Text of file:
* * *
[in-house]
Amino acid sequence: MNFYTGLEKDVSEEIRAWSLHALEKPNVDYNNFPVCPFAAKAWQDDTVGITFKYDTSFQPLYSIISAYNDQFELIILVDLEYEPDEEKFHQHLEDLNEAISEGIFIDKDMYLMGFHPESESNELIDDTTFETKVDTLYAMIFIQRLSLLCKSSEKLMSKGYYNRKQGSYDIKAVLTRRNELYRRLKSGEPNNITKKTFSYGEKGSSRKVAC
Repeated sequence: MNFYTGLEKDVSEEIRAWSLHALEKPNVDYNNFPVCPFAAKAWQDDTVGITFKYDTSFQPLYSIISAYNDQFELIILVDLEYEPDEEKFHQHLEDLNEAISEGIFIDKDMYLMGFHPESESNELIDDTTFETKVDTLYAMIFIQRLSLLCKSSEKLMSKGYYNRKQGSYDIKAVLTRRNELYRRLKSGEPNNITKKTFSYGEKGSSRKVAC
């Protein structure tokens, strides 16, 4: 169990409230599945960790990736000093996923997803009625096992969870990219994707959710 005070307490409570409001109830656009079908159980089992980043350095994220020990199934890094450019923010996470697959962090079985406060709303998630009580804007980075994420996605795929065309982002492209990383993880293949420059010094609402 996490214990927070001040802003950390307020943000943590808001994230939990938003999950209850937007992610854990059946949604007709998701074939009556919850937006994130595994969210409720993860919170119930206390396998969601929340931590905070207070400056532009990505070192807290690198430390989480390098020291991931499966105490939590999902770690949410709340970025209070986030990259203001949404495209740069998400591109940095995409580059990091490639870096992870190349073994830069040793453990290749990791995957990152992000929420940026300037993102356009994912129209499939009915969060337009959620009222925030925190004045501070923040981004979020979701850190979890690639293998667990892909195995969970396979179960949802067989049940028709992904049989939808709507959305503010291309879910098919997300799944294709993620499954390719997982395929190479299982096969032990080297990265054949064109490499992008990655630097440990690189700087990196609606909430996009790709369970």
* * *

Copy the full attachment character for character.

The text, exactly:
[in-house]
Amino acid sequence: MNFYTGLEKDVSEEIRAWSLHALEKPNVDYNNFPVCPFAAKAWQDDTVGITFKYDTSFQPLYSIISAYNDQFELIILVDLEYEPDEEKFHQHLEDLNEAISEGIFIDKDMYLMGFHPESESNELIDDTTFETKVDTLYAMIFIQRLSLLCKSSEKLMSKGYYNRKQGSYDIKAVLTRRNELYRRLKSGEPNNITKKTFSYGEKGSSRKVAC
Repeated sequence: MNFYTGLEKDVSEEIRAWSLHALEKPNVDYNNFPVCPFAAKAWQDDTVGITFKYDTSFQPLYSIISAYNDQFELIILVDLEYEPDEEKFHQHLEDLNEAISEGIFIDKDMYLMGFHPESESNELIDDTTFETKVDTLYAMIFIQRLSLLCKSSEKLMSKGYYNRKQGSYDIKAVLTRRNELYRRLKSGEPNNITKKTFSYGEKGSSRKVAC
């Protein structure tokens, strides 16, 4: 169990409230599945960790990736000093996923997803009625096992969870990219994707959710 005070307490409570409001109830656009079908159980089992980043350095994220020990199934890094450019923010996470697959962090079985406060709303998630009580804007980075994420996605795929065309982002492209990383993880293949420059010094609402 996490214990927070001040802003950390307020943000943590808001994230939990938003999950209850937007992610854990059946949604007709998701074939009556919850937006994130595994969210409720993860919170119930206390396998969601929340931590905070207070400056532009990505070192807290690198430390989480390098020291991931499966105490939590999902770690949410709340970025209070986030990259203001949404495209740069998400591109940095995409580059990091490639870096992870190349073994830069040793453990290749990791995957990152992000929420940026300037993102356009994912129209499939009915969060337009959620009222925030925190004045501070923040981004979020979701850190979890690639293998667990892909195995969970396979179960949802067989049940028709992904049989939808709507959305503010291309879910098919997300799944294709993620499954390719997982395929190479299982096969032990080297990265054949064109490499992008990655630097440990690189700087990196609606909430996009790709369970």